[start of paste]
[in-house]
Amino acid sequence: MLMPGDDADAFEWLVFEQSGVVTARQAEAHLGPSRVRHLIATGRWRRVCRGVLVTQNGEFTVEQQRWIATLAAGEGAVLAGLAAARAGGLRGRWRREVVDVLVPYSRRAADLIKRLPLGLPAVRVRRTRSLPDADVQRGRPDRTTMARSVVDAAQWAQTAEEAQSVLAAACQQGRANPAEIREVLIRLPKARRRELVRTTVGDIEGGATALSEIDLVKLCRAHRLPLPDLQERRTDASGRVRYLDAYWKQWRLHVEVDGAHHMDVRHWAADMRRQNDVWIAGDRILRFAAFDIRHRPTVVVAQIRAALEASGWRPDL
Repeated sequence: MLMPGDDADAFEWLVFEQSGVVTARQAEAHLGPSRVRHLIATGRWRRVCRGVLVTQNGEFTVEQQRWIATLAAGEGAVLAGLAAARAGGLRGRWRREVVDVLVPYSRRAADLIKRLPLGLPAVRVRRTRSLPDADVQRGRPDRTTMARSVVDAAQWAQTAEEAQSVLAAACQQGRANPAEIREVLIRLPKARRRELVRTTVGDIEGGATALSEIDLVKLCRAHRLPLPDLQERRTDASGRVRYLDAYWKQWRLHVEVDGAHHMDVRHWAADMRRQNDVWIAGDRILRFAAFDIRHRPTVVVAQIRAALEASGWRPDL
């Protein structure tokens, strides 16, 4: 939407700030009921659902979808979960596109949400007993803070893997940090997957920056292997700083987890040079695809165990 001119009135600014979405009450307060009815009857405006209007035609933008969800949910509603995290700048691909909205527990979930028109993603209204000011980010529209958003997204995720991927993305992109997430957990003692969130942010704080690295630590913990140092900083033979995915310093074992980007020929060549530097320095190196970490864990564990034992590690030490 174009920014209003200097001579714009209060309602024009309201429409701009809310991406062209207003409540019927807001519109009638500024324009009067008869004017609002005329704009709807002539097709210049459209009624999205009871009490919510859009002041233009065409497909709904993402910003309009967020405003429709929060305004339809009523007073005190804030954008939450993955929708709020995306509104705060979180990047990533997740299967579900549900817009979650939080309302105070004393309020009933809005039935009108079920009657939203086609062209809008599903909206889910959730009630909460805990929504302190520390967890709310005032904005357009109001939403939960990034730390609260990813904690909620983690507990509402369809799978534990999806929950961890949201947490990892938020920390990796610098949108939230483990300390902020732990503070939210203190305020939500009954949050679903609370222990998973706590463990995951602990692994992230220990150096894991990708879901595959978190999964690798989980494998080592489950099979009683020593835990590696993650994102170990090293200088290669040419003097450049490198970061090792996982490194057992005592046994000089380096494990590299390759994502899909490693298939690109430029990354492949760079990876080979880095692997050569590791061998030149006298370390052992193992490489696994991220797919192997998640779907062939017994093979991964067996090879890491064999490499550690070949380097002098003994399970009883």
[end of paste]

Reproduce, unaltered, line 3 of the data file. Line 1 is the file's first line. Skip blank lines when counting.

Repeated sequence: MLMPGDDADAFEWLVFEQSGVVTARQAEAHLGPSRVRHLIATGRWRRVCRGVLVTQNGEFTVEQQRWIATLAAGEGAVLAGLAAARAGGLRGRWRREVVDVLVPYSRRAADLIKRLPLGLPAVRVRRTRSLPDADVQRGRPDRTTMARSVVDAAQWAQTAEEAQSVLAAACQQGRANPAEIREVLIRLPKARRRELVRTTVGDIEGGATALSEIDLVKLCRAHRLPLPDLQERRTDASGRVRYLDAYWKQWRLHVEVDGAHHMDVRHWAADMRRQNDVWIAGDRILRFAAFDIRHRPTVVVAQIRAALEASGWRPDL